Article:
True, the awesome Edmontosaurus specimen Dr. Samuel's team discovered didn't bear DNA for cloning, but it did give them some insight into what this dinosaur looked like and how it might have behaved. Dr. Samuel also begins to wonder if other dinosaur species also had similar fleshy crests or growths on their heads and/or bodies. “After all,” he concludes, “most of the remains of dinosaurs we find are fossil bones, so we have no way of knowing whether other dinosaurs also had similar features to the Edmontosaurus. We we still have a lot to learn about these incredible creatures that went extinct so many years ago.”

Written by: Mr. Smiley
Photographer: Daniel P. Smithwater
Edited by: Christian Ryan, Joy Hammond

We here at Smiley’s News, I have been working night and day to get articles ready. I could really use some help! So we are looking for people interested in writing (especially kids and teens). If you are interested, PLEASE(!) send an email to and save me from working night and day! I’m exhausted!

Weekly Cartoons

Next Issue: Planting Time At Mac Dee Dee's Organic Farm

Thursday, March 13, 2014

Lizzy and the Riddler pt. 3

Jack (background, left) and Lizzy (foreground left) meet Jack's uncle at the Mississippi River to solve the riddles Lizzy keeps receiving.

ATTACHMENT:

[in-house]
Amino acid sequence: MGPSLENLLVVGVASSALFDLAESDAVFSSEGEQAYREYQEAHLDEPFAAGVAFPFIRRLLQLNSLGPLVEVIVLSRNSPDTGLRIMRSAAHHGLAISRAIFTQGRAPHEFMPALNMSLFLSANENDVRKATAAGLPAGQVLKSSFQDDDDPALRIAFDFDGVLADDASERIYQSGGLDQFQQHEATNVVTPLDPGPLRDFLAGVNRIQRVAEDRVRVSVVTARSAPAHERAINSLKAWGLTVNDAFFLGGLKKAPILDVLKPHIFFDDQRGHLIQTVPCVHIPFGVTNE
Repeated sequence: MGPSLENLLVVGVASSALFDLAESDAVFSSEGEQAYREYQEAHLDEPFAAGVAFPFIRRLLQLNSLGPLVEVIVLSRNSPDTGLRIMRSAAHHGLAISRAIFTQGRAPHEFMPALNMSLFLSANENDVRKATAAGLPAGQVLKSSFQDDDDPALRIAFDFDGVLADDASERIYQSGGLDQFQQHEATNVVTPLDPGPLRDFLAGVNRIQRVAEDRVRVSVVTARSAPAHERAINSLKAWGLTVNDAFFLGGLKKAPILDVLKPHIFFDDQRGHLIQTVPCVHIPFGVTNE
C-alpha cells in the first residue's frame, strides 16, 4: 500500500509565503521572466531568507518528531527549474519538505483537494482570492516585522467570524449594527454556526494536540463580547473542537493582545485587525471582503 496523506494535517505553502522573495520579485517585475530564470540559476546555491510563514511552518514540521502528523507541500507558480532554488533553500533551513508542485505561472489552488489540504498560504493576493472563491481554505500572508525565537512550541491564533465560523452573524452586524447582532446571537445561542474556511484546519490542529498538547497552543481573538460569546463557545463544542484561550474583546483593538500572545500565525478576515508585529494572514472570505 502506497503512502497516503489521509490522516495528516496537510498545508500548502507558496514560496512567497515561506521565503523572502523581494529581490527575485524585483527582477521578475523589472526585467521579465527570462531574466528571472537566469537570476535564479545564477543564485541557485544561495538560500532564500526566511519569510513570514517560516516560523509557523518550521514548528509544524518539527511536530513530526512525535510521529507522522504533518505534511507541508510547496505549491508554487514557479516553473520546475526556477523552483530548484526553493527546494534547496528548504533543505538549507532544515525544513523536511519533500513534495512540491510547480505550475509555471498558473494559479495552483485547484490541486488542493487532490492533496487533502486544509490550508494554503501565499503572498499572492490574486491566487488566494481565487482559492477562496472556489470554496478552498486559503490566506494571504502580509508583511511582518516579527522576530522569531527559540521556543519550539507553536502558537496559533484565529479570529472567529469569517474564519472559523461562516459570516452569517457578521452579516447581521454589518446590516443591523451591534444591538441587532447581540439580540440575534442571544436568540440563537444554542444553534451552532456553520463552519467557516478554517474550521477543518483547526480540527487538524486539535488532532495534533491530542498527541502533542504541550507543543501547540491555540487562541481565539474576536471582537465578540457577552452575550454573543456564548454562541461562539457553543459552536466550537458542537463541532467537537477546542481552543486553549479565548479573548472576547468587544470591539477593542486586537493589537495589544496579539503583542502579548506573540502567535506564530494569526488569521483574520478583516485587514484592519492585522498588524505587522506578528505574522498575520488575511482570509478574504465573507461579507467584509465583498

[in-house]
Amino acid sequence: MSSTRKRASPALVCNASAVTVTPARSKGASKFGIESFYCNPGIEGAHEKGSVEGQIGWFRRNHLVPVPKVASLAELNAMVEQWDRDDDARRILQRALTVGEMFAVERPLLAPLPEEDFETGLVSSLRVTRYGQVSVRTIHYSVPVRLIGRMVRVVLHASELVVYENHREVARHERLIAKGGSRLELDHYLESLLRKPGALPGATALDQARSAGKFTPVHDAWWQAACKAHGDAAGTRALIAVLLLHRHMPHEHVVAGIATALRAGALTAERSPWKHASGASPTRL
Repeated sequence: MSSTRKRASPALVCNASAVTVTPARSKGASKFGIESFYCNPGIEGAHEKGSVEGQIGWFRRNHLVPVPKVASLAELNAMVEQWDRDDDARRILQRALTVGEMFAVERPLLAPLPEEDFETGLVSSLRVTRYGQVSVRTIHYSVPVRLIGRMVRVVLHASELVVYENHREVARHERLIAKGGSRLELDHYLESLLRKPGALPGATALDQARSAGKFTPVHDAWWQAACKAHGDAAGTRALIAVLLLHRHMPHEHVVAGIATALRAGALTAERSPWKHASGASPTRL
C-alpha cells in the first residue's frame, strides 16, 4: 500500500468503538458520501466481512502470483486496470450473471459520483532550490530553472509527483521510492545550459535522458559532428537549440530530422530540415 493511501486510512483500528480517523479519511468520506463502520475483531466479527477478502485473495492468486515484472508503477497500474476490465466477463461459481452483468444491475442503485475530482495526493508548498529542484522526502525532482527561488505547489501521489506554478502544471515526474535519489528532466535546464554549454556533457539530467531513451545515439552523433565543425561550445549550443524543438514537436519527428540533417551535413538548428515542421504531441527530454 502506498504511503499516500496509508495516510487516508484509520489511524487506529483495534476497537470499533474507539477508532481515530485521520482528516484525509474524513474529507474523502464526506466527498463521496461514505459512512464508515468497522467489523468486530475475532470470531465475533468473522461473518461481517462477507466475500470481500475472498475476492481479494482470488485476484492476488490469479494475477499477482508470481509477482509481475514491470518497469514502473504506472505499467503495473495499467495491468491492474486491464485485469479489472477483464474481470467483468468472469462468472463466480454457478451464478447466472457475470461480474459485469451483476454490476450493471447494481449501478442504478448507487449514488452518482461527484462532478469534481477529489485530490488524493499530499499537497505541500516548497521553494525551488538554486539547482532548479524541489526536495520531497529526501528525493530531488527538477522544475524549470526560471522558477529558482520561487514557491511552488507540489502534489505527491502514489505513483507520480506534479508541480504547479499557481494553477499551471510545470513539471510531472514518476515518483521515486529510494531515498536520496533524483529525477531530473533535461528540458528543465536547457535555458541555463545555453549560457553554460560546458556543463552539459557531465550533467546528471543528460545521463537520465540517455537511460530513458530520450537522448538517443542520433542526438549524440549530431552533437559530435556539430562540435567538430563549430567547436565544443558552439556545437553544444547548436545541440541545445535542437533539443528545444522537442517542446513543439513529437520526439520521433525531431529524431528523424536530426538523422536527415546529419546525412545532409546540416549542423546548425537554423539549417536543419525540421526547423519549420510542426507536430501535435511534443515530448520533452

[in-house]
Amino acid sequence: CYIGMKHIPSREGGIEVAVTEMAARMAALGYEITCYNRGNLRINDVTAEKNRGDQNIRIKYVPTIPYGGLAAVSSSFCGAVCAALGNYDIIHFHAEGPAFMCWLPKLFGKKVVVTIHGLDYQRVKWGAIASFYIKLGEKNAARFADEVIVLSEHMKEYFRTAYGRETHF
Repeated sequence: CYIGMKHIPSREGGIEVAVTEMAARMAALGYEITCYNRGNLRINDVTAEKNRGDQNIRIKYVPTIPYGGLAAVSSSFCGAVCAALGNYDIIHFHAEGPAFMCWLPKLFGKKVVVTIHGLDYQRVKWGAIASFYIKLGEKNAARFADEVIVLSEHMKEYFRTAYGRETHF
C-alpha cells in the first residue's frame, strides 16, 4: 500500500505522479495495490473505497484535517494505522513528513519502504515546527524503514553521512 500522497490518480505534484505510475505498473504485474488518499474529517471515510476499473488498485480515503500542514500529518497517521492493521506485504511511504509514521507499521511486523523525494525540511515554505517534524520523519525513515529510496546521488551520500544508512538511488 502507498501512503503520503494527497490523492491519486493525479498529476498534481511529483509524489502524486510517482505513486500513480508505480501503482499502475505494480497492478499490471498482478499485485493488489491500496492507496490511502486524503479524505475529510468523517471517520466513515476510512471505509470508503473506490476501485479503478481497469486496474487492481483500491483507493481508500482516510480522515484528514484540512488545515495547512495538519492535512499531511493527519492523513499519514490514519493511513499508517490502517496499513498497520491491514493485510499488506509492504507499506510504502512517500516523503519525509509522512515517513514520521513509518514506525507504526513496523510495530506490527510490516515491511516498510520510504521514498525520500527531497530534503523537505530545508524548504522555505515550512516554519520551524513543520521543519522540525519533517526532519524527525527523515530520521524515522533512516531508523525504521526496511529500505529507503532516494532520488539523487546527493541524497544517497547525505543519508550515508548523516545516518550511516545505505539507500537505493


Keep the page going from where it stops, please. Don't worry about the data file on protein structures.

Well it just so happened that Jack the jackrabbit had an Uncle in Mississippi so both he and I hopped onto a plane and headed over there.
“He lives a few miles from the Mississippi river” he added, as our plane took off.
“Wow what a coincidence” I said, sarcastically.
Since Mr. Smiley wasn't in his office, I left a note on his door saying that Jack and I were going on a hopefully quick journey in order to retrieve something. I knew as soon as we arrived in Mississippi that this was not going to be a good day.
“Hello Jackie!” greeted an elderly rabbit wearing a straw hat and a Hawaiian shirt.
“Hey Tyrone” Jack said, grabbing his luggage.
I stare at him in awe.
“Tyrone?” I asked, “that's not very...rabbitish.”
“Rabbitish?” Jack laughed, “that's not a word.”
“Well it is now” I mutter, “So can we just go to the river now?”
Jack took the front seat so I had to sit in the back with a bunch of...was these teeth bones?
“What time is it?” I asked, hoping to get to the lake and be done with this little quest.
“It's five” Mr. Tyrone informed me, jerk the wheel to the right on his jeep.
“Good that means that we can go visit the” I stressed.
Jack just laughed, “It's 5p.m. Almost supper time.”
My cheeks turned red, I knew that. I just needed to get the lake. How come Jack was being so annoying? I guess the world will never know. We arrived at his Uncle's house and I got settled into the guest room. Jack had to sleep out on the couch in the living room, HA serves him right. That's when I feel guilty because he is just trying to help me after all. Then again I did tell him I didn't need his help. For dinner we had um...I think it was carrot soup...I hope.
The next day, Jack and I went to the river.
“Well um where exactly do you think we would find the clue?” Jack asked, looking around on the bank.
“I don't know..It will just pop out...” I answer and suddenly a piece of paper flies into my face.
Jack starts to laugh as I grab the paper.
“Okay that was no cool” I said, looking at the paper “This cool!”
Jack looks at me really confused. I quickly show him the paper.
“It's another riddle” he exclaims out loud, “That guy is genius!”
I look at him real suspicious.
“How do you know it's a guy?” I asked.